How One Marine Biologist Works to Save Our Oceans

Written by:

January 29, 2014

How One Marine Biologist Works to Save Our Oceans

Imagine taking the science you’ve studied and the passion you have for protecting the environment, particularly oceans, and finding a career that utilizes both.

That is exactly what Dr. Ayana Elizabeth Johnson gets to do every day in her work as the Executive Director of Programs and Strategy for the Waitt Institute, which is a non-profit organization based in La Jolla, California that endeavors to ensure ecologically, economically, and culturally sustainable use of ocean resources, for this and future generations.” These scientific pioneers are transforming the ways in which the ocean is managed.

This film provides a sneak peak into what it looks like to work at empowering communities to restore their oceans. The folks at the Barbuda Blue Halo Initiative endeavor to preserve livelihoods and cultures by working with the community to design and implement a plan to sustainably managing their ocean resources. In this brief video, they’ve captured a snapshot of one island’s commitment to finding solutions.

This installment features the community-driven mapping work of SeaSketch, an ocean summer camp for local kids, policy work with the Barbuda Council and local divers learning to do conch monitoring surveys.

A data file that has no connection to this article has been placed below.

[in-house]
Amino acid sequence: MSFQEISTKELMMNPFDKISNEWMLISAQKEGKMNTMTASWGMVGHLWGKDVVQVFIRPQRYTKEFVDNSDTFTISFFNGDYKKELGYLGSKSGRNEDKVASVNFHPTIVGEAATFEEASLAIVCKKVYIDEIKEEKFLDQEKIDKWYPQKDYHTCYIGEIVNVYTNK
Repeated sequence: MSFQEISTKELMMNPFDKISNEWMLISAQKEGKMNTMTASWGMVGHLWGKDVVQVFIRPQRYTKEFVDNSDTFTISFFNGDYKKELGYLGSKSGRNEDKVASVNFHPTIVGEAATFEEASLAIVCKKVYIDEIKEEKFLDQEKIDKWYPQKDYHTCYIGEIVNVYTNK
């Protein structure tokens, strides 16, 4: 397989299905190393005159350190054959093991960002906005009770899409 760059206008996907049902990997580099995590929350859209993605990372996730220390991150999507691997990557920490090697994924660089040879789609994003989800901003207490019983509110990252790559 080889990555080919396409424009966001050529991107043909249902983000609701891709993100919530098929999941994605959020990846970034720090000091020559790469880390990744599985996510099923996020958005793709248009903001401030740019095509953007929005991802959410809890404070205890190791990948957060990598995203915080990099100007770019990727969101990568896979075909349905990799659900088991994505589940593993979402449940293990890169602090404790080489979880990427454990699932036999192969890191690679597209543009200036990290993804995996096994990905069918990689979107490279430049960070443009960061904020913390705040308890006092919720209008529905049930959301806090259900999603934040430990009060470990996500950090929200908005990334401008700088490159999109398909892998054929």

With a soundtrack by the Barbuda primary school’s steel drum band, this film by Daryn Deluco shows their collaboration with the community and government of Barbuda, a model they plan to adapt and replicate with other communities around the Caribbean to help save our oceans.

Their efforts to bring together both the community and government is inspiring and a strategy that can affect real and lasting change. These scientific pioneers are making a real difference and all while getting to utilize exciting new technology in this beautiful, ocean setting. A lot of people think being a scientist means that you must work in a lab and wear a white coat. For this job, pack the sunscreen and your swimsuit.

You can check out their other video about Barbuda Blue Halo and follow their progress via Facebook and Twitter @BarbudaBlueHalo.

By | 2018-01-16T16:14:58+00:00 January 29th, 2014|Featured, Real World|1 Comment

One Comment

  1. […] take our STEMType Quiz to find out what role they could take under the sea. You could have the next Dr. Ayana Elizabeth Johnson sitting in your […]

Leave A Comment